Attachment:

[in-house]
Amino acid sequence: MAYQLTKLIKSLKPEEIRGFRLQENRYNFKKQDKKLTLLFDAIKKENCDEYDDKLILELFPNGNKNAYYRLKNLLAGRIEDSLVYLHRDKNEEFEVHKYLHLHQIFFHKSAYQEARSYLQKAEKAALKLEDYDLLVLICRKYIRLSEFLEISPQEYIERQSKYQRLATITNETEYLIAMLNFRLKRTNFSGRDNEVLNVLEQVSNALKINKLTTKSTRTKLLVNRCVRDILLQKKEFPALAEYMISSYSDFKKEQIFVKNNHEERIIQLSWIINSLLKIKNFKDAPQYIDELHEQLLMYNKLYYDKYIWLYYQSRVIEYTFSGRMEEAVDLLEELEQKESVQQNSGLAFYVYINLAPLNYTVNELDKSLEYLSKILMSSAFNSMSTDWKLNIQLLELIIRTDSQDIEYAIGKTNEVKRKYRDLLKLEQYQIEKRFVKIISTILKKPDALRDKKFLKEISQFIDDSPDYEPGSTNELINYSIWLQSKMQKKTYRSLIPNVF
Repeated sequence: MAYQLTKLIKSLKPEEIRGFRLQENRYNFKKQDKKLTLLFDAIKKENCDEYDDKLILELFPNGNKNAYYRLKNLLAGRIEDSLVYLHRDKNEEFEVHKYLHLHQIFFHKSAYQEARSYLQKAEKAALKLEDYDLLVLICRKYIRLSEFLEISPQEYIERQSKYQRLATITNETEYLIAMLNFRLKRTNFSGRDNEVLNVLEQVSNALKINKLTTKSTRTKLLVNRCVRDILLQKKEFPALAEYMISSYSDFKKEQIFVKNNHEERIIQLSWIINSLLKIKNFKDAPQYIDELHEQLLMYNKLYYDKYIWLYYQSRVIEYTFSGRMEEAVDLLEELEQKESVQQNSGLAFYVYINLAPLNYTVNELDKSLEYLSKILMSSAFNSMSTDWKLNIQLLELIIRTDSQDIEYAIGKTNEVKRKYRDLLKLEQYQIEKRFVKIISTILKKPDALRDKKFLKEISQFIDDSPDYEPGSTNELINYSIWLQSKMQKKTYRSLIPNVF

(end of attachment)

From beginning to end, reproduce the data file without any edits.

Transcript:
[in-house]
Amino acid sequence: MAYQLTKLIKSLKPEEIRGFRLQENRYNFKKQDKKLTLLFDAIKKENCDEYDDKLILELFPNGNKNAYYRLKNLLAGRIEDSLVYLHRDKNEEFEVHKYLHLHQIFFHKSAYQEARSYLQKAEKAALKLEDYDLLVLICRKYIRLSEFLEISPQEYIERQSKYQRLATITNETEYLIAMLNFRLKRTNFSGRDNEVLNVLEQVSNALKINKLTTKSTRTKLLVNRCVRDILLQKKEFPALAEYMISSYSDFKKEQIFVKNNHEERIIQLSWIINSLLKIKNFKDAPQYIDELHEQLLMYNKLYYDKYIWLYYQSRVIEYTFSGRMEEAVDLLEELEQKESVQQNSGLAFYVYINLAPLNYTVNELDKSLEYLSKILMSSAFNSMSTDWKLNIQLLELIIRTDSQDIEYAIGKTNEVKRKYRDLLKLEQYQIEKRFVKIISTILKKPDALRDKKFLKEISQFIDDSPDYEPGSTNELINYSIWLQSKMQKKTYRSLIPNVF
Repeated sequence: MAYQLTKLIKSLKPEEIRGFRLQENRYNFKKQDKKLTLLFDAIKKENCDEYDDKLILELFPNGNKNAYYRLKNLLAGRIEDSLVYLHRDKNEEFEVHKYLHLHQIFFHKSAYQEARSYLQKAEKAALKLEDYDLLVLICRKYIRLSEFLEISPQEYIERQSKYQRLATITNETEYLIAMLNFRLKRTNFSGRDNEVLNVLEQVSNALKINKLTTKSTRTKLLVNRCVRDILLQKKEFPALAEYMISSYSDFKKEQIFVKNNHEERIIQLSWIINSLLKIKNFKDAPQYIDELHEQLLMYNKLYYDKYIWLYYQSRVIEYTFSGRMEEAVDLLEELEQKESVQQNSGLAFYVYINLAPLNYTVNELDKSLEYLSKILMSSAFNSMSTDWKLNIQLLELIIRTDSQDIEYAIGKTNEVKRKYRDLLKLEQYQIEKRFVKIISTILKKPDALRDKKFLKEISQFIDDSPDYEPGSTNELINYSIWLQSKMQKKTYRSLIPNVF